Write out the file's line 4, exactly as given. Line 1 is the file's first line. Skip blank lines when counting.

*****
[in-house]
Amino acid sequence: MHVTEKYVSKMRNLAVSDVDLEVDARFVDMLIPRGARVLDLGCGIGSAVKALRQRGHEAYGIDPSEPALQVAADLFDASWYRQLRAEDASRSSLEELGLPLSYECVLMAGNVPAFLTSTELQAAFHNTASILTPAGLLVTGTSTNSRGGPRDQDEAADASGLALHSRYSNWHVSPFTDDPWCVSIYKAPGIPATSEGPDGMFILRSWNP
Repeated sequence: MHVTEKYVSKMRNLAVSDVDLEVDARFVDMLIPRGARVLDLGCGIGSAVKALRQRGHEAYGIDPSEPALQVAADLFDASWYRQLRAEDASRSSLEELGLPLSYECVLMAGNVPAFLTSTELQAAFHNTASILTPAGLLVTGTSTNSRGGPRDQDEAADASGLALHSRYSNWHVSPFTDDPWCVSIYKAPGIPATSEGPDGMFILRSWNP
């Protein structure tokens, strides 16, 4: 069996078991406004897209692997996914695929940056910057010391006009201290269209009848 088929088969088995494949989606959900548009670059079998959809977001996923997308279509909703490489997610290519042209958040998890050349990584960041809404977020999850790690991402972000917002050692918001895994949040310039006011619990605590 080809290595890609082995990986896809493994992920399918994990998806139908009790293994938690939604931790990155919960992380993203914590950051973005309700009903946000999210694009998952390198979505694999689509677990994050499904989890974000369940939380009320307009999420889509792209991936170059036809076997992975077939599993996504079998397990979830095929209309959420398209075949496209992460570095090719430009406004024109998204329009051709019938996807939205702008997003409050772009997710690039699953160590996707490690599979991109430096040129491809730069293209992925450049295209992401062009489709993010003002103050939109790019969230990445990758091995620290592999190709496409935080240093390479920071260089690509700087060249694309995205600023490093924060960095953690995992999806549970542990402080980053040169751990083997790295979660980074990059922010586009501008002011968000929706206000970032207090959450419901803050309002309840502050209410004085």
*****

């Protein structure tokens, strides 16, 4: 069996078991406004897209692997996914695929940056910057010391006009201290269209009848 088929088969088995494949989606959900548009670059079998959809977001996923997308279509909703490489997610290519042209958040998890050349990584960041809404977020999850790690991402972000917002050692918001895994949040310039006011619990605590 080809290595890609082995990986896809493994992920399918994990998806139908009790293994938690939604931790990155919960992380993203914590950051973005309700009903946000999210694009998952390198979505694999689509677990994050499904989890974000369940939380009320307009999420889509792209991936170059036809076997992975077939599993996504079998397990979830095929209309959420398209075949496209992460570095090719430009406004024109998204329009051709019938996807939205702008997003409050772009997710690039699953160590996707490690599979991109430096040129491809730069293209992925450049295209992401062009489709993010003002103050939109790019969230990445990758091995620290592999190709496409935080240093390479920071260089690509700087060249694309995205600023490093924060960095953690995992999806549970542990402080980053040169751990083997790295979660980074990059922010586009501008002011968000929706206000970032207090959450419901803050309002309840502050209410004085």